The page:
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W​ant To Become An Automotive Photographer?

2w ago

37.5K

L​ike Cars? Keen with a camera? this might be the right position for you! although there’s not many about, compared to Press Photographers, or ‘Paps’... we don’t talk about them in the cars sector, it‘s a great opportunity with many advantages, all to be explained in this article.

D​espite people’s opinions on photographers (in general), photography succeeds to be one of the most popular subjects for secondary schools A-Level and Degree Level students. Although there is not an educational course available for Automotive Photography, you might be able to find classes available, or the best option, ask a professional Automotive Photographer who you aspire to be like. This is what i did, i logged onto instagram and asked a thriving Automotive Photographer ‘what made you want to be an automotive photographer and do you have any tips for the trade?’, me expecting a sort of metaphorical grunt, i instead got a paragraph explaining his position when he started off and how he grew to be so good. So asking a professional is a good idea, which i completely recommend. Just please don’t ask me, i will give you a metaphorical grunt. Now, an actual advantage to being an Automotive Photographer has to include the best one, you get to view some of the most crazy and beautiful cars made, and once more get to preserve these memories via photos, which might overall make you money. A second one being the popularity, once you build up a profile, you constantly get asked by car owners to snap there cars, you might not always be able to, but some of the cars you’ll see are mind blowing. But be warned, the popularity might either become quite annoying or wear off pretty quick, so stay at it.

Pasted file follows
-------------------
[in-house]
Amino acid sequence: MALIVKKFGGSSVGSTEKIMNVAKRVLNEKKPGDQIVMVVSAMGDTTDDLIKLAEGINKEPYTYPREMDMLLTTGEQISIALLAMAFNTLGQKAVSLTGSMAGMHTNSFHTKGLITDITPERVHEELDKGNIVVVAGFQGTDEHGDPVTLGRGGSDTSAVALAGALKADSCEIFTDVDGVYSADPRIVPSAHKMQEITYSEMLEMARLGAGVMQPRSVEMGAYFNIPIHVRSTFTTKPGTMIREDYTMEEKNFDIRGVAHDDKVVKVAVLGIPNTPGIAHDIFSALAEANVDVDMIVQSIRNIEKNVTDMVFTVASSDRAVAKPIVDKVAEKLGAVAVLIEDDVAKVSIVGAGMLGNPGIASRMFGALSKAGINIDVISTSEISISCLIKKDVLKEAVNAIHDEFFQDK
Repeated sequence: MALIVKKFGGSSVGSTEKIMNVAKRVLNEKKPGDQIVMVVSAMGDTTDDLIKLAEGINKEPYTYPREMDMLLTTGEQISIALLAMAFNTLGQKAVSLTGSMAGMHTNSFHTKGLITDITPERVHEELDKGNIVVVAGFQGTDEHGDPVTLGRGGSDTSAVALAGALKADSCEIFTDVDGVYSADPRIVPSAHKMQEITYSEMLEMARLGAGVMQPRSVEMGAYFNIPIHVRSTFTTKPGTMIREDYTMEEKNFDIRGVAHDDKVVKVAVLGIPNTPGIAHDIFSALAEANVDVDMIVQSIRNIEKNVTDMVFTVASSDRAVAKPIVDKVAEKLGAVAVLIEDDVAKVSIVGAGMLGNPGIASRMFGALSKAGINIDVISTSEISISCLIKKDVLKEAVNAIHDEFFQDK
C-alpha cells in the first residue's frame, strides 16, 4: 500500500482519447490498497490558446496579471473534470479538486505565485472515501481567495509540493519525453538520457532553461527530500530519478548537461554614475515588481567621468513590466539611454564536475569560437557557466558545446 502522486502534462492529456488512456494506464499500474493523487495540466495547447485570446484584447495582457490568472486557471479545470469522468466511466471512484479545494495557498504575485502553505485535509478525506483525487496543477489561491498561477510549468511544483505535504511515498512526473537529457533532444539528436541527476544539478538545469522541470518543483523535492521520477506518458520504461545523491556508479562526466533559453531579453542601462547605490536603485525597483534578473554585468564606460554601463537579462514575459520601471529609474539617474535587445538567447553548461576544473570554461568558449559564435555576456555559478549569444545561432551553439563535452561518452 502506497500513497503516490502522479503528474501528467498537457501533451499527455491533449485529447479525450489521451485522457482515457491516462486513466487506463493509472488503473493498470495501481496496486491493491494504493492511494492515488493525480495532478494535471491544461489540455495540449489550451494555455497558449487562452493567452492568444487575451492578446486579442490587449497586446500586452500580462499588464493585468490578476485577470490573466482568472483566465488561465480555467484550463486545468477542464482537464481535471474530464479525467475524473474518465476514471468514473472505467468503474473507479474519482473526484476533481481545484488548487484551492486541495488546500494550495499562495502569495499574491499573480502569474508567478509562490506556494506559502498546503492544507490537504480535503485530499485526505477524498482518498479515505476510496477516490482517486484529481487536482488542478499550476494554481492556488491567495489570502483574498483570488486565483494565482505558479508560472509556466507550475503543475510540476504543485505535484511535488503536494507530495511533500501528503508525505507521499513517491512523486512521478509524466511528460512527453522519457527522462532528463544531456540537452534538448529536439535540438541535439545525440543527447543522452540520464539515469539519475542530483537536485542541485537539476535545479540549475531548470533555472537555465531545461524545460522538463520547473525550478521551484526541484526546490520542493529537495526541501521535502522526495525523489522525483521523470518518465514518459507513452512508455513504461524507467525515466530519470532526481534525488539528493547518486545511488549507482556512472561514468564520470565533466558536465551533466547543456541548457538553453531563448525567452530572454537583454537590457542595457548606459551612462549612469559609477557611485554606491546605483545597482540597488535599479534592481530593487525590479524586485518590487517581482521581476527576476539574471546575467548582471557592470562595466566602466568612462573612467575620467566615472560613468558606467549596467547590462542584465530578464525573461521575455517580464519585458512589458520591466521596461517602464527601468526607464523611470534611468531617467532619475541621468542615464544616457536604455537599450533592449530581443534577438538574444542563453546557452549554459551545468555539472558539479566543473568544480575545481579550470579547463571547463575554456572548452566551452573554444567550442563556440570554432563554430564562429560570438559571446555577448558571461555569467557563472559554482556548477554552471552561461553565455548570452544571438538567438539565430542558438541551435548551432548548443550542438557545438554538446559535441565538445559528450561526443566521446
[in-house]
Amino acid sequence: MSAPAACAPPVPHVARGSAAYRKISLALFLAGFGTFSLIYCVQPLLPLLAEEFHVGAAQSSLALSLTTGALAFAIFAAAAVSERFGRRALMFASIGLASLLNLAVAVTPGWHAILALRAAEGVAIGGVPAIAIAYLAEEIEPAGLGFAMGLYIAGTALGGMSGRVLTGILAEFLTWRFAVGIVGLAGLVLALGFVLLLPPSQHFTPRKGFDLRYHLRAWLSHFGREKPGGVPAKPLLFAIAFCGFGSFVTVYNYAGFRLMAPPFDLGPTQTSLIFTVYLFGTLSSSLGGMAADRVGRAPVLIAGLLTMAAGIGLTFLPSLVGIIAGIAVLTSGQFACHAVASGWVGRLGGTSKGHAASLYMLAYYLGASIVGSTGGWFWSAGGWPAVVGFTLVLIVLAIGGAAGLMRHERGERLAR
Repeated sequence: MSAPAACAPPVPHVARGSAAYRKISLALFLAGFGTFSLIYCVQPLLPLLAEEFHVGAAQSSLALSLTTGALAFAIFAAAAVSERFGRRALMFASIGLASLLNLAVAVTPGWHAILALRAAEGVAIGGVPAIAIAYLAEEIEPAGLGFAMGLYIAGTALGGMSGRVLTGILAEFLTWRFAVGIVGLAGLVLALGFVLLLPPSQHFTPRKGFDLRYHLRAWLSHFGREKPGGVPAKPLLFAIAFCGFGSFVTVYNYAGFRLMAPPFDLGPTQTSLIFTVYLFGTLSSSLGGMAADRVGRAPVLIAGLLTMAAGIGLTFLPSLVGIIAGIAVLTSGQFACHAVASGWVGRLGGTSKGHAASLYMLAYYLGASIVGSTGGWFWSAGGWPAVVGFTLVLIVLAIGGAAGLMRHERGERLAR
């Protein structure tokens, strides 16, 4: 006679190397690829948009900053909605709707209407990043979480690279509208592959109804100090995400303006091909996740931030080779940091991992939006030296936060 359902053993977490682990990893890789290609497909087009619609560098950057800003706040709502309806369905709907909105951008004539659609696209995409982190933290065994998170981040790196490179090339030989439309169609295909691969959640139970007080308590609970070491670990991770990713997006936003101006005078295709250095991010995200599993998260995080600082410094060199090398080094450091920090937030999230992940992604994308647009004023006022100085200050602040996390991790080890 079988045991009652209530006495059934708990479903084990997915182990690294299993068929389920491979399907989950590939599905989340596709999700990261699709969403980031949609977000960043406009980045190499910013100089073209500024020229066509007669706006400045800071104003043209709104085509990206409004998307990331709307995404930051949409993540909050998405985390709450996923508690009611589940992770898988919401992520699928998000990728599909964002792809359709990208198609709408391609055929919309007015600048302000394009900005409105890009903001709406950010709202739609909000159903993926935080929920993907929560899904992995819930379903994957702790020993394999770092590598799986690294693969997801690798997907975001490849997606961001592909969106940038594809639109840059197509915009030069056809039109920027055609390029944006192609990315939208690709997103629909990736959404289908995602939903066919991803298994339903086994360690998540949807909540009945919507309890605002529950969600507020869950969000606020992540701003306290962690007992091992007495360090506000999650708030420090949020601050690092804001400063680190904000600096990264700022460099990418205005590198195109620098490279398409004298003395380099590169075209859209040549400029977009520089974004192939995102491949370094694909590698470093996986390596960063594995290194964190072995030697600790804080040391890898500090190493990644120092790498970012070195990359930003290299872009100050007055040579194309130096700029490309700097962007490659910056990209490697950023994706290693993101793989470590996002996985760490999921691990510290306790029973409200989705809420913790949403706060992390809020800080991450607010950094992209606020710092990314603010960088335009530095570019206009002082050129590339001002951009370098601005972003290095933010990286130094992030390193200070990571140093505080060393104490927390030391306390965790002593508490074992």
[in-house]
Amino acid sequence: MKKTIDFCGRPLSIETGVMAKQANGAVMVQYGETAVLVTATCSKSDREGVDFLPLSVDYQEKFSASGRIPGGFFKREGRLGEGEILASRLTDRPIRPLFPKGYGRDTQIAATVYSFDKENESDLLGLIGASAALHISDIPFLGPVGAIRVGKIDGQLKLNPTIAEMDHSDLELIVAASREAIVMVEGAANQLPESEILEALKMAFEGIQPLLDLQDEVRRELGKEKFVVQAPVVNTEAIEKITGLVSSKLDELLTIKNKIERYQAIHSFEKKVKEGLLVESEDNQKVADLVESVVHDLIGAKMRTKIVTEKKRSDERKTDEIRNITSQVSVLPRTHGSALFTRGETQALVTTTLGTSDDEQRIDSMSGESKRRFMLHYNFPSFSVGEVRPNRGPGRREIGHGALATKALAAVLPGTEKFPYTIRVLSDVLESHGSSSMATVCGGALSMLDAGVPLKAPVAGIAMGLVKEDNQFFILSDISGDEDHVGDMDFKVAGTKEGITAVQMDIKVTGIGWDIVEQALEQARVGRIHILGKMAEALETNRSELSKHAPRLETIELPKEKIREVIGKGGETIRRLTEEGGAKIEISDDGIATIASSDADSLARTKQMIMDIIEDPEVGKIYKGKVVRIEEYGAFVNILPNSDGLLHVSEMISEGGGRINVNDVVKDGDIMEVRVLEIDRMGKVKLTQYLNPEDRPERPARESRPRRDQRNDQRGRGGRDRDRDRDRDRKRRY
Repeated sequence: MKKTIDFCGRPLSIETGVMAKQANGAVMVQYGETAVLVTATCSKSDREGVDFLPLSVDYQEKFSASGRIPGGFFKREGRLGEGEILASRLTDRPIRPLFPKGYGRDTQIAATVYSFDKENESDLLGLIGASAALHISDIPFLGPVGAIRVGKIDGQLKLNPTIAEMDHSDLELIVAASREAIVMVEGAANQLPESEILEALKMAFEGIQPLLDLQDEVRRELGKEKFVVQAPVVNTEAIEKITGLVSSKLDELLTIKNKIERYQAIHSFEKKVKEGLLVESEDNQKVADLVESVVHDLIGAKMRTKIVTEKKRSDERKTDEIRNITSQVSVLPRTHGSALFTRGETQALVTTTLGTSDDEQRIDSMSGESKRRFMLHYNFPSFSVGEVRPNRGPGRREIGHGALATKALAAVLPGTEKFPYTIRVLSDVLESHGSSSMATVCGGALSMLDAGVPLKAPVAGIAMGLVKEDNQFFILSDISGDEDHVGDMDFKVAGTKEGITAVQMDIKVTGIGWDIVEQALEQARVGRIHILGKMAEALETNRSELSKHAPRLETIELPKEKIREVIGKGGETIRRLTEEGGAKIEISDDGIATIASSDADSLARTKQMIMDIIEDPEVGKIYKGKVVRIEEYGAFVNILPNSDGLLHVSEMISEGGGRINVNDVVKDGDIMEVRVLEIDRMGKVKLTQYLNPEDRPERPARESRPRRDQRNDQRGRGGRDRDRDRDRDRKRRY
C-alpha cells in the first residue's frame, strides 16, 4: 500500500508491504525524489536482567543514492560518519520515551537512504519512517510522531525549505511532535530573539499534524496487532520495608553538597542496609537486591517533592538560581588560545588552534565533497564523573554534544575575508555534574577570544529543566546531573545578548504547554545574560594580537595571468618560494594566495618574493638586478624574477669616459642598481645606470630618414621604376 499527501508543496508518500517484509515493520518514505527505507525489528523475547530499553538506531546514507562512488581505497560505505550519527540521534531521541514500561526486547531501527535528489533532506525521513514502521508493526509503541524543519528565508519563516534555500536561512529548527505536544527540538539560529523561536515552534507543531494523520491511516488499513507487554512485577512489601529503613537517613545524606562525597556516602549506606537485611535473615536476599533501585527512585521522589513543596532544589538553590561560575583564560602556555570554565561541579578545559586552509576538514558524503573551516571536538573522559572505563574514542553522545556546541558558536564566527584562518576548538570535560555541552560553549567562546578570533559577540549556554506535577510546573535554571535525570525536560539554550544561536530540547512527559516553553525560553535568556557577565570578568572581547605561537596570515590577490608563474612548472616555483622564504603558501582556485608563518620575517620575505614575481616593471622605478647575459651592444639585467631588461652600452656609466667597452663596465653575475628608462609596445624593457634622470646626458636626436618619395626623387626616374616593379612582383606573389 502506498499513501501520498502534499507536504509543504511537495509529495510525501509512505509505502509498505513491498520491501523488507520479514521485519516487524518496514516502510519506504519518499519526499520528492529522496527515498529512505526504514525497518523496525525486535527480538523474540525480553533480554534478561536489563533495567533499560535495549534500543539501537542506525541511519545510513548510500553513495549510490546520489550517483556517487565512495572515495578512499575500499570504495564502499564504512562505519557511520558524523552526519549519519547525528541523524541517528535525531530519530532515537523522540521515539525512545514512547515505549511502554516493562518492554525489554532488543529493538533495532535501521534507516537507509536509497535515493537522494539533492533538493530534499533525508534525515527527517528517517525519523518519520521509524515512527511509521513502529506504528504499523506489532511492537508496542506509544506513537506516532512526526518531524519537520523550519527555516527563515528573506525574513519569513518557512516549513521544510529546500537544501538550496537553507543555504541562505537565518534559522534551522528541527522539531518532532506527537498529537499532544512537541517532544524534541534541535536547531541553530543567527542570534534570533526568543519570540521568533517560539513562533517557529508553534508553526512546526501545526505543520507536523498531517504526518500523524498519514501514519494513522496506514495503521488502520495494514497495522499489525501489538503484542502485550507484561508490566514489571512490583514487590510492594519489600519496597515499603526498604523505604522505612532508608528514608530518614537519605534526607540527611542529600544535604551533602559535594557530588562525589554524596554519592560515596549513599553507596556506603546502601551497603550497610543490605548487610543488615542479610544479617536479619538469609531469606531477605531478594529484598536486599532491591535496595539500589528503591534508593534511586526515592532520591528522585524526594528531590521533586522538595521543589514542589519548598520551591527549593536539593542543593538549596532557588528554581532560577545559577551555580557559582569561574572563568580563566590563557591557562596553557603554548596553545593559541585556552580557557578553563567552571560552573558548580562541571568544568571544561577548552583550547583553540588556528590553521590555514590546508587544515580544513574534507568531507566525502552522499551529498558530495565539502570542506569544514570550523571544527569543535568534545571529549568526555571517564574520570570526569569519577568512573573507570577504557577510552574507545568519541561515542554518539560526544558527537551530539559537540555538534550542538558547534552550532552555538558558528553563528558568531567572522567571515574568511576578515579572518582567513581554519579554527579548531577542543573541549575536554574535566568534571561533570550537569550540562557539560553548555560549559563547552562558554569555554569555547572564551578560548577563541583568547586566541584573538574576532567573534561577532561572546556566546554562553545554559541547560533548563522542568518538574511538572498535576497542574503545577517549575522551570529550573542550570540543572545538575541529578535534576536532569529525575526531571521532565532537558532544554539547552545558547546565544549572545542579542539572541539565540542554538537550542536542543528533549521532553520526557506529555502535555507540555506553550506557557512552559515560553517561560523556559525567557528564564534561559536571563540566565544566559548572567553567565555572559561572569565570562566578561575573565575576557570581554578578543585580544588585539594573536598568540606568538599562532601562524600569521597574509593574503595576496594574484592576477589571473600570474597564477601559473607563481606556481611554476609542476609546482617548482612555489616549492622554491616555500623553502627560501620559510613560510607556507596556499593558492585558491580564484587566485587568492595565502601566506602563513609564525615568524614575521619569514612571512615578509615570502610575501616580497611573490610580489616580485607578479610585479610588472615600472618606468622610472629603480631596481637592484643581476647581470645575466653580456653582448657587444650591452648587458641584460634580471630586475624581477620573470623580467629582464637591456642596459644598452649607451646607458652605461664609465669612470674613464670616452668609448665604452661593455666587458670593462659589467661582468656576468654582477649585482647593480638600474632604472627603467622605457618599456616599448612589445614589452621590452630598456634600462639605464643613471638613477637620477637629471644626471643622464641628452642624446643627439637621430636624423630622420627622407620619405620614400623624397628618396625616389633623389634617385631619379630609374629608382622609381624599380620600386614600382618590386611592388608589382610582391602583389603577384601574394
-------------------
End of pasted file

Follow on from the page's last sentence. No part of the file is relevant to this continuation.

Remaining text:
Now for the tips, me being a perfectionist means that if my photos aren’t up to my strict criteria, they don‘t leave the hard drive. This i recommend, if you think that one of your photos has a dodgy focus or is at a completely wrong angle, leave it out. Keeping a strict criteria is always to be recommended, this means that only your best photos are released and possibly sold, it also helps to build up a great portfolio, this by the way can be done through social media, Instagram in particular is a great form. My second tip being always buy the right kit, and only the bits you need. I see loads of amateurs who have bought a ludicrous amount of kit, 80% of it they will never use, this is a massive waste of money. Things like small brushes for the plastic bits, bright pink/leather/‘unbreakable’ straps (all make you look extremely un-profesional) and stupidly large bags for your one DSLR body and 14-45mm lens. This money could be spent when you inevitably break a lens or other bits of kit, or even more kit, when needed. After all you’ve heard the term ‘all the gear and no idea’, don’t go down that road.

M​y final tip being, get to grips with the right angles for individual types of cars, try portraits for hatchback rims, landscapes for supercar exterior sides etc. The more photos you take, the more you naturally start to get the hang of angles for the cars you often spot. This is good. Take notes if necessary (obviously on your phone, this is 2019. don’t buy a notepad). Angles are key, pariculaly when taking photos of subjects close up or in full-frame, many amateurs can’t get the hang of angles due to there lack of taking photos, practice makes perfect. Right, that brings me to the end of my ‘want to become an automotive photographer?’ article and my last song on my Foo Fighters playlist. This is my first attempt on DriveTribe, please tell me if i‘ve been too ‘Daily Mail’ for anyones liking. Will have to punch myself in the head.

Cheers, Josh (‘worlds best photographer’ -Helen Mirren, David Beckham & The Queen)

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Comments (5)
  • Interesting article with great tips! Thank you!

    14 days ago
    3 Bumps
  • I wouldn’t know the first thing about car photography but one word of wisdom i heard was that sunlight is a massive jerkface and that picking the right time of day is good; ie sunset/sunrise. This minimises glare and reflection.

    Of course, I am not a professional (or even amateur), so I’m sure the author here could provide better insight.

    14 days ago
    2 Bumps
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